Bridging the Participation Gap – Networks, Learning, and “Play”
As much as the industry talks about social business and the need for organizations to become more “people-centric”, our conversations too often focus on the merits of social applications and platforms. While technology plays a critical role in enabling new ways of working, those new practices should also be complimented by management and community-building strategies that encourage employee participation. Fostering a more participatory culture and work experience that motivates people to contribute beyond the minimum required of the job requires leadership teams to re-think the ways we engage and recognize employees.
At the Enterprise 2.0 conference in Boston, I moderated the “Organization Next” workshop that explored different tactics strategists can employ to close the participation gap that occurs when employees disengage from their jobs. Instructors and panelists explored a variety of topics, touching on issues related to motivation, behavior, culture, and the role of technology. The centerpiece of the discussion revolved around the pro’s and con’s of potential solutions such as “gamification”, social networking, and “in-flow of work” learning. Attendees left the workshop with recommendations on how/where to get started, common pitfalls to expect/avoid, and best practices to consider (based on the real-world experiences of instructors and guest panelists). Highlights from two sessions conducted by our instructors included:
Josh Greenbaum, Principal, Enterprise Applications Consulting (Instructor)
- Employee engagement often acts as an entry-point to a discussion on talent. We often try to solve the talent discovery challenge through the application of new tools but we also need to consider the impact of design practices and user experience. “Gamification” initiatives attempt to address this dynamic however many of today’s approaches remain superficial.
- We need to think beyond badges and leader boards and tackle the complex aspects of influencing behavior change. An enterprise environment is not the same as a consumer environment. Technology-centric gaming approaches can do more damage than not having any game-like experience at all.
- We also need to be wary of too much monitoring of employee interaction. The capture and use of social analytics by management can be perceived as being overly intrusive and a form of employee surveillance.
Julie LeMoine, CEO, 3D ICC (Instructor)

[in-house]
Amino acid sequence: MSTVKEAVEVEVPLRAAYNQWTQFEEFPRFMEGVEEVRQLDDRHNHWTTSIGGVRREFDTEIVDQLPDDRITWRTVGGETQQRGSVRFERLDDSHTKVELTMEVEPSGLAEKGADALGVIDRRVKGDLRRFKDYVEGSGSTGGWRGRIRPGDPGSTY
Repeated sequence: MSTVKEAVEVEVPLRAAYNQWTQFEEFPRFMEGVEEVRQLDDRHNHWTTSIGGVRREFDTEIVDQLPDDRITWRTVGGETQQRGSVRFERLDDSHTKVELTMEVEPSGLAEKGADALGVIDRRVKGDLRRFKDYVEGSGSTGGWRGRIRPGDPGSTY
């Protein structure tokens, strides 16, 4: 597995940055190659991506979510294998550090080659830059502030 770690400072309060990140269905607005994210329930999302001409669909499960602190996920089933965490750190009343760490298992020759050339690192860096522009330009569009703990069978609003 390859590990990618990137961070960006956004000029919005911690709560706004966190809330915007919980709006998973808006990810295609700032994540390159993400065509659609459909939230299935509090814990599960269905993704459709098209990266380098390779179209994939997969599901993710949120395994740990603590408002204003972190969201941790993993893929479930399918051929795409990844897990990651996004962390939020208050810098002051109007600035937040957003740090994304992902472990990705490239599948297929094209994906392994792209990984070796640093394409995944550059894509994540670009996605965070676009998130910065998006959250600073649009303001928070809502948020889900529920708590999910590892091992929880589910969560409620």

- There’s a “psychology of engagement” that’s necessary when you’re introducing a new social environment to an existing culture. We need to think about “smart harnessing” – ways to bootstrap interaction by creating social and collaborative scaffolding for others to more easily participate in discussions and activities that you’ve partially constructed. Strategists should think about staging incomplete conversations and seeding people to respond to that dialog. An environment that is already in motion can make it easier for people to jump in.
- Gamification, when designed and implemented well, can trigger new thought processes on issues. Finding the right triggers for people to learn while they work requires a fair amount of pre-work but the payoff can be enormous and supplement the other learning practices available to people. Game design issues strategists should consider include: address real problems, require no specialty training, avoid overlap with the real task, limit the effort needed to interact, and elicit participation through good citizenship.
- When people enjoy their culture and work experience, learning is not viewed as something separate, as a chore that takes them away from getting their job done. Immersive collaborative experiences can help make people “blissfully productive”.
- Taking the concept of “smart harnessing” to a higher level, organizations need to avoid limiting themselves to broad knowledge sharing goals. Instead, leadership teams should focus on complex business issues where the impact of payoff of these tools can transform the way work is done, as well as the desired outcome of those activities. The bottom-line? Strategists should be aggressive and apply these practices and tools to transform the way serious work is done.
The workshop identified that even when done well, the current state of gamification and learning remains centered on the individual. IT organizations are experienced at designing and delivering systems that support well-known, structured business activities. Emergence of Enterprise 2.0 and social business is forcing us to expand that design focus from work that is driven by process and projects to work that is influenced by relationships and communities. Leveraging people’s relationships to bring about collective action to address business issues requires people to know how to cultivate and mobilize their social networks. In a future post (scheduled for early August), I’ll examine design considerations for enterprise social networking.
For a more detailed description of the workshop, Bill Ives posted a great summary here on his Portals and KM blog. For more information on the workshop, instructors, and panelists, you can check out the description here on the Enterprise 2.0 Boston conference site.